Serotonin neurons created from human pluripotent stem cells

Researchers at the Waisman Center at the University of Wisconsin-Madison (WI, USA) have generated serotonin-producing neurons from human induced pluripotent stem cells.

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Dec 17, 2015

Serotonin plays a wide-ranging role in the brain including in emotions, sleep, anxiety, depression, appetite, pulse and breathing, and is therefore involved in serious psychiatric conditions such as schizophrenia, bipolar disorder and depression. A research team from the University of Wisconsin-Madison (WI, USA) has created serotonin-secreting nerve cells that also showed the expected response to electrical stimulation, in the hopes of identifying better, personalized therapies for patients with psychiatric diseases.

The study began with both embryo- and adult-derived stem cells. Because serotonin neurons form before birth, the researchers had to recreate the chemical environment found in the developing brain in the uterus. “That sounds reasonably simple, and we have made so many different types of neural cells. Here, we had to instruct the stem cells to develop into one specific fate, using a custom-designed sequence of molecules at exact concentrations. That's especially difficult if you consider that the conditions needed to make serotonin neurons are scarce, existing in one small location in the brain during development,” stated Su-Chun Zhang from the University of Wisconsin-Madison.

They confirmed that the new cells acted like serotonin neurons by demonstrating that the neurons “responded to some FDA-approved drugs that regulate depression and anxiety through the serotonin pathway,” explained Zhang.

First author Jianfeng Lu claims this is the first conclusive incidence of serotonin neurons successfully being generated in the lab. “Previously, labs were producing a few percent of serotonin neurons from pluripotent stem cells, and that made it very difficult to study their cells. If you detect 10 neurons, and only two are serotonin neurons, it's impossible to detect serotonin release; that was the stone in the road.”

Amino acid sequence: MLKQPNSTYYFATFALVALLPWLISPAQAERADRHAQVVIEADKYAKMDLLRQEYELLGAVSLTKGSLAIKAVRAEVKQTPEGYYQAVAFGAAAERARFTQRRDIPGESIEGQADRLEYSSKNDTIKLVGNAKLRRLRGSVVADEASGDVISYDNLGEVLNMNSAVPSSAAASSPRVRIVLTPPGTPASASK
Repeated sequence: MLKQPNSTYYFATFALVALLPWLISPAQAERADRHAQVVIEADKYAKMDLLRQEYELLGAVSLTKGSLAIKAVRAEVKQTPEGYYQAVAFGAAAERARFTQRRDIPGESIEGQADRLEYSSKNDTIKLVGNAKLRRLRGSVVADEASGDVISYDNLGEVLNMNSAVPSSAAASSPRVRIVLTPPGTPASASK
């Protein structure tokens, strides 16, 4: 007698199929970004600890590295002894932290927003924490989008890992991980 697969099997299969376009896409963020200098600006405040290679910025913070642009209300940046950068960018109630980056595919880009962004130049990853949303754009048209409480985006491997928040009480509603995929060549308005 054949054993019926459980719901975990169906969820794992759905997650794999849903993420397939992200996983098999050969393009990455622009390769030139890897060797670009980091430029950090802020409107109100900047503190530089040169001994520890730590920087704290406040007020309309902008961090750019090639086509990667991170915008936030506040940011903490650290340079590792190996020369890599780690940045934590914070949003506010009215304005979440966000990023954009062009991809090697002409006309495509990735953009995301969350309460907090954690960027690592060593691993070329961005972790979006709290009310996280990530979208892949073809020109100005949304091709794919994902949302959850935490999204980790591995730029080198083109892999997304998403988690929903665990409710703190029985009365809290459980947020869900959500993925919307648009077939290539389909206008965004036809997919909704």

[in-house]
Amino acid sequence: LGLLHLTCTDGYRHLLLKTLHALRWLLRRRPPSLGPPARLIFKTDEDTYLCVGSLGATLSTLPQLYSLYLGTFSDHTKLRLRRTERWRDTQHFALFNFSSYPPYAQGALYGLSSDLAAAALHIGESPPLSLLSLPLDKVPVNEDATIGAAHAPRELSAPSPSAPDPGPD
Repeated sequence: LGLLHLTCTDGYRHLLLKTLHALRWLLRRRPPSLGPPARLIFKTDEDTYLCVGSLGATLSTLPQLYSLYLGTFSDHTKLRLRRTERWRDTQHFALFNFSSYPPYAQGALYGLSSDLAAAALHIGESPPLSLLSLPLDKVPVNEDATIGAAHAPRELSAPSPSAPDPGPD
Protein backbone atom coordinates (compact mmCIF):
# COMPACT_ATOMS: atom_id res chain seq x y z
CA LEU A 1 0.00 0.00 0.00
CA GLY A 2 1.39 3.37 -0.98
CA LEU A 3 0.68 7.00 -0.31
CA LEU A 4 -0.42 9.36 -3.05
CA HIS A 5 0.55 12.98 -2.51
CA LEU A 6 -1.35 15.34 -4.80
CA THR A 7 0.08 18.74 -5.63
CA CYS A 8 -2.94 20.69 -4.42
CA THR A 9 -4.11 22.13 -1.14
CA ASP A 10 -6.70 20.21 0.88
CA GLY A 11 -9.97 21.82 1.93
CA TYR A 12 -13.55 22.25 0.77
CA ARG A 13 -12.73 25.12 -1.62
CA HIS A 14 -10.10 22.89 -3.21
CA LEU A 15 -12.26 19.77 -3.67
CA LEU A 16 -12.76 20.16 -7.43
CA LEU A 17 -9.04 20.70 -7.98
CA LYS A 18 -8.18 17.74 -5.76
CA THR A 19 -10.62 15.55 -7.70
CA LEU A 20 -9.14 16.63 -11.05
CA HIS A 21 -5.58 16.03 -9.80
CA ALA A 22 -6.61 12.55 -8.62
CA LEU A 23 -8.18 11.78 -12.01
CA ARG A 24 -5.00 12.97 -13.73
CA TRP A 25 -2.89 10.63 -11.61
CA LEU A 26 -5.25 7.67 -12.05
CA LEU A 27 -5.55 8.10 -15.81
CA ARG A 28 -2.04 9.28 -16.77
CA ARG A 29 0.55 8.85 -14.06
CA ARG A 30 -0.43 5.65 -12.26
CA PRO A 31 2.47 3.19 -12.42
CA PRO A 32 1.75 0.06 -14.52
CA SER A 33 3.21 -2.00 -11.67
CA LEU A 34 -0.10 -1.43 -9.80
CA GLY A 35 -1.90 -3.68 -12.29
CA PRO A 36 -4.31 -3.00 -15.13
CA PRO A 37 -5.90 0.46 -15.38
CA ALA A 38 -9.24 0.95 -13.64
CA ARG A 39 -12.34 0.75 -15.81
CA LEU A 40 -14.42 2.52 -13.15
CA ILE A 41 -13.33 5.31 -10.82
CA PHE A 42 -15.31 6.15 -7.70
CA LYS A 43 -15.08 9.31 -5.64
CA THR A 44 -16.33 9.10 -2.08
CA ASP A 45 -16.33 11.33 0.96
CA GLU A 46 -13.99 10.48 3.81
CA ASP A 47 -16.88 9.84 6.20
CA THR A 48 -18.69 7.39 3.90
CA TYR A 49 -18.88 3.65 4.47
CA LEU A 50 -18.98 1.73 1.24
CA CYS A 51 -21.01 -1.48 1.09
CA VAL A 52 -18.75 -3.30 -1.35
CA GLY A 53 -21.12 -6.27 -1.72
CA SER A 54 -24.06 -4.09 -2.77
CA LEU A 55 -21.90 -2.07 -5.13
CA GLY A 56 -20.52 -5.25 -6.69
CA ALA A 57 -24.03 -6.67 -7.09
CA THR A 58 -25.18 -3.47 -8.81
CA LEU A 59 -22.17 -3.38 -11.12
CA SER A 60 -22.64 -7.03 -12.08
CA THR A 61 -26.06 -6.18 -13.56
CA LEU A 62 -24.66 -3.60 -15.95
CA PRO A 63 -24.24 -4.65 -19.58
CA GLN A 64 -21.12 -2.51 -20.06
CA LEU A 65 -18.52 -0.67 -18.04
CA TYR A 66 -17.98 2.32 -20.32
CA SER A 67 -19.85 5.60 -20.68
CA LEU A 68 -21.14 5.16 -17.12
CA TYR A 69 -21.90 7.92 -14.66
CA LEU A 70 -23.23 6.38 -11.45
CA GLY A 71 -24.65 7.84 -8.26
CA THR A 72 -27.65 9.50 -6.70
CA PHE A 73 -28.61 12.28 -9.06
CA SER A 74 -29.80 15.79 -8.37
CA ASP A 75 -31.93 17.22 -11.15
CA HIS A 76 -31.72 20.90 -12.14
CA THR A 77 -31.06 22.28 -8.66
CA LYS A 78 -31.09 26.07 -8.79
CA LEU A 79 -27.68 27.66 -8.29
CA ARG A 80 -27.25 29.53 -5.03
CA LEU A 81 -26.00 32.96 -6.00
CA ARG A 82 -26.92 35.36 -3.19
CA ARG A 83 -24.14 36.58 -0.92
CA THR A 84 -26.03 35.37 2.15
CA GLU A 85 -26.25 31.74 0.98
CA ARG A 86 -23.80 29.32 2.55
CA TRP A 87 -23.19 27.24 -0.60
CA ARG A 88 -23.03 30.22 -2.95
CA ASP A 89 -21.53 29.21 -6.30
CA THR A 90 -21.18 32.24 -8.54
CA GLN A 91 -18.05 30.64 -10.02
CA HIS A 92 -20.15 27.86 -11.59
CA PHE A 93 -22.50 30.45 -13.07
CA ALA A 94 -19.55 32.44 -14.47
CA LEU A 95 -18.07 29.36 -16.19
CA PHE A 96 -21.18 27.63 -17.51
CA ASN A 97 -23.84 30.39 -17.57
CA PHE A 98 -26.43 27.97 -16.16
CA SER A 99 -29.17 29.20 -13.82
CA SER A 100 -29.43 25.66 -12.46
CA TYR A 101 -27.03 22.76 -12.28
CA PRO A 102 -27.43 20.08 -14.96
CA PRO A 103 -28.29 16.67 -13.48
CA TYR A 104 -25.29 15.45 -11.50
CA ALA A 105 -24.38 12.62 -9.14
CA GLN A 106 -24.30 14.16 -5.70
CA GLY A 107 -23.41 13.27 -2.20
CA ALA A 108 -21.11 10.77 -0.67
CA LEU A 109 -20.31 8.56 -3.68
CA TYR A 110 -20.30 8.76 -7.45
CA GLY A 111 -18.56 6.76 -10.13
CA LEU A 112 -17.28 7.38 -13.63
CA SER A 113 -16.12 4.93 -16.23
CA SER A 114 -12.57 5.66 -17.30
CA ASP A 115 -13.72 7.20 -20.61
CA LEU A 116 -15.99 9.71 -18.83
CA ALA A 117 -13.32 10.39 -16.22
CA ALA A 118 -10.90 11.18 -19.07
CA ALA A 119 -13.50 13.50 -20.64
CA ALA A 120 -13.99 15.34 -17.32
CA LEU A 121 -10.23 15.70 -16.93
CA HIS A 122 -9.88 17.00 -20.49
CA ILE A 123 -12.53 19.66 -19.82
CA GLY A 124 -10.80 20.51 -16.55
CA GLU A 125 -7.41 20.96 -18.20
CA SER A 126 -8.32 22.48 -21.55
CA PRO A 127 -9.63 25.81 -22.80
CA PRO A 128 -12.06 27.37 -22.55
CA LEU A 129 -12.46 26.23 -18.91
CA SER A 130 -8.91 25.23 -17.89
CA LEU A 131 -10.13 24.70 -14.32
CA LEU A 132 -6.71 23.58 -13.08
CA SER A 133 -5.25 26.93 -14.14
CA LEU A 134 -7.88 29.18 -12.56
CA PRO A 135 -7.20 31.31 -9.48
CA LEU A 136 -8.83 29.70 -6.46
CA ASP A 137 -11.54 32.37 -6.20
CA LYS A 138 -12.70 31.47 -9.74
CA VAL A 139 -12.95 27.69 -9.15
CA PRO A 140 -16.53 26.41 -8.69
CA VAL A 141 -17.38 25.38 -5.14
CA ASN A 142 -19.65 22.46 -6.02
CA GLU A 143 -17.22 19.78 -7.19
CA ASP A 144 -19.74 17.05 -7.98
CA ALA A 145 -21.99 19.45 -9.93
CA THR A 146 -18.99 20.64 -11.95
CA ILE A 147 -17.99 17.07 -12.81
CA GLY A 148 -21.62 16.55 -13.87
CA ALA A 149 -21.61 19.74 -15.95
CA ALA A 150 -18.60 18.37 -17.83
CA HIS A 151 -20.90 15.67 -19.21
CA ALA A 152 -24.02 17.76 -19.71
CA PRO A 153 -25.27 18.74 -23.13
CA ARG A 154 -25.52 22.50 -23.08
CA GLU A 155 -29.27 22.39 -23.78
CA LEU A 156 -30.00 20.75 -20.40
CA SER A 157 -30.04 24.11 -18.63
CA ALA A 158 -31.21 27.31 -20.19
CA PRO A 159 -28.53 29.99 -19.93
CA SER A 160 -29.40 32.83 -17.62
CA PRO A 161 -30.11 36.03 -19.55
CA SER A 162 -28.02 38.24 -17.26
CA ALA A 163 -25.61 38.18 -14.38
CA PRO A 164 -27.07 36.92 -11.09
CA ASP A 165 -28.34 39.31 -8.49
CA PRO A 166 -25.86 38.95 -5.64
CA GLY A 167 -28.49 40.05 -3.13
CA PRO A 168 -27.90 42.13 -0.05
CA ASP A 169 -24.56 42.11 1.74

The team achieved this result by methodically testing different growth factors to the ones used in mouse studies. “It was not exactly trial and error,’ stated Zhang: “we have some rules to follow, but we had to refine it little by little to work out—one chemical at a time—the concentration and timing, and then check and recheck the results. That's why it took time.”

They hope that the reprogrammed neurons will help develop better drugs thanks to potentially better modeling that in mice and rats. Zhang explained: “Particularly because they are from humans, these cells may lead to benefits for patients with depression, bipolar disorder or anxiety. These are some of the most troublesome psychiatric conditions, and we really don't have great drugs for them now.”

Sources: Lu J, Zhong X, Liu H et al. Generation of serotonin neurons from human pluripotent stem cells. Nat. Biotechnol. doi:10.1038/nbt.3435 (2015) (Epub ahead of print);

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